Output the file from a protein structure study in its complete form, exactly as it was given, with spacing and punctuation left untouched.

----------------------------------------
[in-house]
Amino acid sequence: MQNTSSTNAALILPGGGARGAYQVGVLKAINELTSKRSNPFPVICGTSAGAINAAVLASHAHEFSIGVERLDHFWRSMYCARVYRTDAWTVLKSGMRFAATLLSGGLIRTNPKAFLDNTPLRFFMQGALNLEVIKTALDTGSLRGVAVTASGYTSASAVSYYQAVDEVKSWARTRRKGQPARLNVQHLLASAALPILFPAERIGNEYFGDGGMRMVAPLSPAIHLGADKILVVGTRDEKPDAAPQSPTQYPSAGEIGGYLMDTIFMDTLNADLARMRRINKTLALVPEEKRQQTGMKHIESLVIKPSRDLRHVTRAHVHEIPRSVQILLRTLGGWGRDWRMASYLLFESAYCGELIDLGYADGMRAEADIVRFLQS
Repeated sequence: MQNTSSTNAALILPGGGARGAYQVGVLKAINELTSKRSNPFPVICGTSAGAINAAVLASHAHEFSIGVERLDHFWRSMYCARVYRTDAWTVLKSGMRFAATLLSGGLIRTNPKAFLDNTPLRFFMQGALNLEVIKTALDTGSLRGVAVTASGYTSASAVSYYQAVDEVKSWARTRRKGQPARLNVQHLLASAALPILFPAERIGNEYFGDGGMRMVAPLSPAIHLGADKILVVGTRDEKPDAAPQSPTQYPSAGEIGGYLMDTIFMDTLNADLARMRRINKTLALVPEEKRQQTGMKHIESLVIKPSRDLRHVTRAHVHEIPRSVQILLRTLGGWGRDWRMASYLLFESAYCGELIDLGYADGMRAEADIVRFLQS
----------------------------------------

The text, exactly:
[in-house]
Amino acid sequence: MQNTSSTNAALILPGGGARGAYQVGVLKAINELTSKRSNPFPVICGTSAGAINAAVLASHAHEFSIGVERLDHFWRSMYCARVYRTDAWTVLKSGMRFAATLLSGGLIRTNPKAFLDNTPLRFFMQGALNLEVIKTALDTGSLRGVAVTASGYTSASAVSYYQAVDEVKSWARTRRKGQPARLNVQHLLASAALPILFPAERIGNEYFGDGGMRMVAPLSPAIHLGADKILVVGTRDEKPDAAPQSPTQYPSAGEIGGYLMDTIFMDTLNADLARMRRINKTLALVPEEKRQQTGMKHIESLVIKPSRDLRHVTRAHVHEIPRSVQILLRTLGGWGRDWRMASYLLFESAYCGELIDLGYADGMRAEADIVRFLQS
Repeated sequence: MQNTSSTNAALILPGGGARGAYQVGVLKAINELTSKRSNPFPVICGTSAGAINAAVLASHAHEFSIGVERLDHFWRSMYCARVYRTDAWTVLKSGMRFAATLLSGGLIRTNPKAFLDNTPLRFFMQGALNLEVIKTALDTGSLRGVAVTASGYTSASAVSYYQAVDEVKSWARTRRKGQPARLNVQHLLASAALPILFPAERIGNEYFGDGGMRMVAPLSPAIHLGADKILVVGTRDEKPDAAPQSPTQYPSAGEIGGYLMDTIFMDTLNADLARMRRINKTLALVPEEKRQQTGMKHIESLVIKPSRDLRHVTRAHVHEIPRSVQILLRTLGGWGRDWRMASYLLFESAYCGELIDLGYADGMRAEADIVRFLQS